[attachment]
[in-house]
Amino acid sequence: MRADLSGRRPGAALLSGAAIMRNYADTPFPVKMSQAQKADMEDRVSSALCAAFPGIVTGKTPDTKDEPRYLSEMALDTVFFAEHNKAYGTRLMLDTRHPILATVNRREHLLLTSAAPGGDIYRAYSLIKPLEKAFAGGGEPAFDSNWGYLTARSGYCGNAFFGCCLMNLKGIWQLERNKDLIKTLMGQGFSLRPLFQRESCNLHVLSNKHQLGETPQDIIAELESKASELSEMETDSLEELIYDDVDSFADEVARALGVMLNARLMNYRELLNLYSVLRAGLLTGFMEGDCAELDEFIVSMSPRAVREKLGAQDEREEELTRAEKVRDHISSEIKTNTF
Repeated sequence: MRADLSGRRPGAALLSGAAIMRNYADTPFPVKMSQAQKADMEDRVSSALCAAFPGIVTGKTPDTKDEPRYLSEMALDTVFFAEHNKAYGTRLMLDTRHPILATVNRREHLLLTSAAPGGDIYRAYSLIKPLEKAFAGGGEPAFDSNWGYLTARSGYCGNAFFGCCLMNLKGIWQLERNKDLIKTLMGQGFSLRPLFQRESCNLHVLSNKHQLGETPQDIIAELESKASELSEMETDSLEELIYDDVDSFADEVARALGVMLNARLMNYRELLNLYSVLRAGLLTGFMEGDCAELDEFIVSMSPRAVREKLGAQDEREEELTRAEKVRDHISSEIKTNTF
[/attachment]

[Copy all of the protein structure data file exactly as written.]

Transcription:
[in-house]
Amino acid sequence: MRADLSGRRPGAALLSGAAIMRNYADTPFPVKMSQAQKADMEDRVSSALCAAFPGIVTGKTPDTKDEPRYLSEMALDTVFFAEHNKAYGTRLMLDTRHPILATVNRREHLLLTSAAPGGDIYRAYSLIKPLEKAFAGGGEPAFDSNWGYLTARSGYCGNAFFGCCLMNLKGIWQLERNKDLIKTLMGQGFSLRPLFQRESCNLHVLSNKHQLGETPQDIIAELESKASELSEMETDSLEELIYDDVDSFADEVARALGVMLNARLMNYRELLNLYSVLRAGLLTGFMEGDCAELDEFIVSMSPRAVREKLGAQDEREEELTRAEKVRDHISSEIKTNTF
Repeated sequence: MRADLSGRRPGAALLSGAAIMRNYADTPFPVKMSQAQKADMEDRVSSALCAAFPGIVTGKTPDTKDEPRYLSEMALDTVFFAEHNKAYGTRLMLDTRHPILATVNRREHLLLTSAAPGGDIYRAYSLIKPLEKAFAGGGEPAFDSNWGYLTARSGYCGNAFFGCCLMNLKGIWQLERNKDLIKTLMGQGFSLRPLFQRESCNLHVLSNKHQLGETPQDIIAELESKASELSEMETDSLEELIYDDVDSFADEVARALGVMLNARLMNYRELLNLYSVLRAGLLTGFMEGDCAELDEFIVSMSPRAVREKLGAQDEREEELTRAEKVRDHISSEIKTNTF